> Or do you really want to commit the previous statements in the
> transaction rather than throw them away? If so, you didn't really need
> the transaction block there anyway, since you are willing to accept a
> partial result.
Actually the postgresql behavior on error has been nagging on me also (OK, only a little bit).
Yes, the usual behavior is for the application to decide if it wants to roll back
all other work on error or go on and correct the error and then commit all work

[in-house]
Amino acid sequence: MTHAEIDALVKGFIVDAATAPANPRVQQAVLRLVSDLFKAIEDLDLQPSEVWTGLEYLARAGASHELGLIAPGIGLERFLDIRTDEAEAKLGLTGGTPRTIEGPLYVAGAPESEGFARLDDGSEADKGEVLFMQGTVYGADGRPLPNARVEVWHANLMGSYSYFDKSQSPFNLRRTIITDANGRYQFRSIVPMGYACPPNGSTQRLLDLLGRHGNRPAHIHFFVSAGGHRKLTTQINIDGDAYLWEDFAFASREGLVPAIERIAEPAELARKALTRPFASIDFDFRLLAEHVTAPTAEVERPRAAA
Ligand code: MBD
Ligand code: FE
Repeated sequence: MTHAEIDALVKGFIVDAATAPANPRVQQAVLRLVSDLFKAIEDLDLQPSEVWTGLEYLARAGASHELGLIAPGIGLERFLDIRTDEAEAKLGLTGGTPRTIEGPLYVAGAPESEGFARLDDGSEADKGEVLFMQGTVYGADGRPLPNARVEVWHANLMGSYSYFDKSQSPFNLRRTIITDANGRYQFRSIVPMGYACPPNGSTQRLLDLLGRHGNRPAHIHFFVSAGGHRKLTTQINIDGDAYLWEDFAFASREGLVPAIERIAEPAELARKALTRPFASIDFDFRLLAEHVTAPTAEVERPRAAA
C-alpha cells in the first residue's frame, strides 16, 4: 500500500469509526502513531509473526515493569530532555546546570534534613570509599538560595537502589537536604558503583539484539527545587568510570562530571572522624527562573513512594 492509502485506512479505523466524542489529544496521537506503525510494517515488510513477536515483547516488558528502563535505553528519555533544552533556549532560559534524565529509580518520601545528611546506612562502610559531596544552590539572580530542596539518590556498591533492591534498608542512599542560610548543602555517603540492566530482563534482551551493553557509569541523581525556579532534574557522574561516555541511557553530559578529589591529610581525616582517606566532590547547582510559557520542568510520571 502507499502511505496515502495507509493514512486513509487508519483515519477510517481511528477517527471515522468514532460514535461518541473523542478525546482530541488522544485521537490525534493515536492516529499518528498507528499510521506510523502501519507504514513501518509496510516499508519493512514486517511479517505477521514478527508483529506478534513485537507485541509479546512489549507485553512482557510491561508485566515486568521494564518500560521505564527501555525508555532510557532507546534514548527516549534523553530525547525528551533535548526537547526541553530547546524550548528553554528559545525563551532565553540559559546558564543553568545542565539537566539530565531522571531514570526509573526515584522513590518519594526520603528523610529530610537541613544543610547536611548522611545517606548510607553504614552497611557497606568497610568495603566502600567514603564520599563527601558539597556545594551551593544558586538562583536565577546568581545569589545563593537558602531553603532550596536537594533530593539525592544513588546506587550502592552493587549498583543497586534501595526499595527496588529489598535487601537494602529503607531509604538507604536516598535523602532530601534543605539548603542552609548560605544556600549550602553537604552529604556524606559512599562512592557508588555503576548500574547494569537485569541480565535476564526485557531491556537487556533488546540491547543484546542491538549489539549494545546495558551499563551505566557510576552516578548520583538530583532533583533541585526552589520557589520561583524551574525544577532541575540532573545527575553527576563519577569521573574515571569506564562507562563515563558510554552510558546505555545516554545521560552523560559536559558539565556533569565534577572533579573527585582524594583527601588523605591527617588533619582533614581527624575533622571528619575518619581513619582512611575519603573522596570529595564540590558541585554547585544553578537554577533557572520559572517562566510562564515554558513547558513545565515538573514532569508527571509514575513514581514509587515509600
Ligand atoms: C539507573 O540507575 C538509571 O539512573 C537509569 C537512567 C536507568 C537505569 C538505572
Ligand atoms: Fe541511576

even if one part did not succeed.
This is what is usually done, and actually helps performance since it saves one select:
do arbitrary work
insert /* violates primary key constraint --> ERROR */
on error do instead update the offending row
do other work
The decision on whether to do the update or the insert first is based on frequency of
successful events for the first statement.
(more inserts --> insert first, more updates --> update first)
All commercial DBMS's handle it this way, it is probably even in ANSI.
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